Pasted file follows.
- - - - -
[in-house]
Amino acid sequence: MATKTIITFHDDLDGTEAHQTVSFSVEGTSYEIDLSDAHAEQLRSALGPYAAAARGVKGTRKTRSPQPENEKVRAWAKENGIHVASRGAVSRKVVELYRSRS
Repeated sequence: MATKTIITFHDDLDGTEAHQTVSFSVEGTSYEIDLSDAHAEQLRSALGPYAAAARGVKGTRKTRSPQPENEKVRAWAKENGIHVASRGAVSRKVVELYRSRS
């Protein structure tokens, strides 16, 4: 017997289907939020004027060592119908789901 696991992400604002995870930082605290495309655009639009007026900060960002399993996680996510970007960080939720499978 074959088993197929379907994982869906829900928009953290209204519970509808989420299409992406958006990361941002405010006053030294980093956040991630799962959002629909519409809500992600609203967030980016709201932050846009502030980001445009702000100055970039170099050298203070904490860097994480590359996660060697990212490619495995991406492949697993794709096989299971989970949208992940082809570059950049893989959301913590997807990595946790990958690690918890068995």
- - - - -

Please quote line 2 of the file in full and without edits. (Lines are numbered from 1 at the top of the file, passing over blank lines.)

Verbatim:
Amino acid sequence: MATKTIITFHDDLDGTEAHQTVSFSVEGTSYEIDLSDAHAEQLRSALGPYAAAARGVKGTRKTRSPQPENEKVRAWAKENGIHVASRGAVSRKVVELYRSRS